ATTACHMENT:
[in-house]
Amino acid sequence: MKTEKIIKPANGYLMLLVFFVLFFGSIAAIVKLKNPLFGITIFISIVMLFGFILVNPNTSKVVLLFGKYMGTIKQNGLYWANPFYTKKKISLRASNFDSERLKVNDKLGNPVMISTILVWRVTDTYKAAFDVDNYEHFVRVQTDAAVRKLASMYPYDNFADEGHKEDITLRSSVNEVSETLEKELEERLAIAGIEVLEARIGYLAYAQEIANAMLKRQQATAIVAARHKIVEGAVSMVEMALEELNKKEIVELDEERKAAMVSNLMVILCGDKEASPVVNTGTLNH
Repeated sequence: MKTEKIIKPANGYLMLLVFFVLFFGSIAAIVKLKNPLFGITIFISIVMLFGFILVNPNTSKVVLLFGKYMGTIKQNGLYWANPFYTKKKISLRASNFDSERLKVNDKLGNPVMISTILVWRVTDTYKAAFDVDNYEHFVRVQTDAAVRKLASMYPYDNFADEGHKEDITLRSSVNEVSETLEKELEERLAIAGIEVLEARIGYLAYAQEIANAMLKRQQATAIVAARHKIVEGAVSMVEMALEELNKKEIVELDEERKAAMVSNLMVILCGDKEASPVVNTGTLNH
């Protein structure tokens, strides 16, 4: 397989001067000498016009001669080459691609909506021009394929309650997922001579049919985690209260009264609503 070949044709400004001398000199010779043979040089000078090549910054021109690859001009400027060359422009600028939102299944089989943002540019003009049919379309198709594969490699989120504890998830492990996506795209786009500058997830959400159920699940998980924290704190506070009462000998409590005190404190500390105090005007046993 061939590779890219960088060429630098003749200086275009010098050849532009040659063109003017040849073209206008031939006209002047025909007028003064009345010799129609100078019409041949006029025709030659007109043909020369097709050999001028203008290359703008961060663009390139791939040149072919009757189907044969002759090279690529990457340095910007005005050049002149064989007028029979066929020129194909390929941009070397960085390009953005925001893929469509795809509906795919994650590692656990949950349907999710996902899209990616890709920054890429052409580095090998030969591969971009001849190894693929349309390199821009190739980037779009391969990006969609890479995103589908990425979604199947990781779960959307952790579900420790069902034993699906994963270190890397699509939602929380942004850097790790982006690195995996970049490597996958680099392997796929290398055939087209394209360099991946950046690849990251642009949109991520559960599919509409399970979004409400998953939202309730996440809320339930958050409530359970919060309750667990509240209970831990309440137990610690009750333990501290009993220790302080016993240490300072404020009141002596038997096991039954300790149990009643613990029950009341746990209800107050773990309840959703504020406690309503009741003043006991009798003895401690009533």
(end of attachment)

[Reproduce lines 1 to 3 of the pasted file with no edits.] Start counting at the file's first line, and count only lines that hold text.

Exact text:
[in-house]
Amino acid sequence: MKTEKIIKPANGYLMLLVFFVLFFGSIAAIVKLKNPLFGITIFISIVMLFGFILVNPNTSKVVLLFGKYMGTIKQNGLYWANPFYTKKKISLRASNFDSERLKVNDKLGNPVMISTILVWRVTDTYKAAFDVDNYEHFVRVQTDAAVRKLASMYPYDNFADEGHKEDITLRSSVNEVSETLEKELEERLAIAGIEVLEARIGYLAYAQEIANAMLKRQQATAIVAARHKIVEGAVSMVEMALEELNKKEIVELDEERKAAMVSNLMVILCGDKEASPVVNTGTLNH
Repeated sequence: MKTEKIIKPANGYLMLLVFFVLFFGSIAAIVKLKNPLFGITIFISIVMLFGFILVNPNTSKVVLLFGKYMGTIKQNGLYWANPFYTKKKISLRASNFDSERLKVNDKLGNPVMISTILVWRVTDTYKAAFDVDNYEHFVRVQTDAAVRKLASMYPYDNFADEGHKEDITLRSSVNEVSETLEKELEERLAIAGIEVLEARIGYLAYAQEIANAMLKRQQATAIVAARHKIVEGAVSMVEMALEELNKKEIVELDEERKAAMVSNLMVILCGDKEASPVVNTGTLNH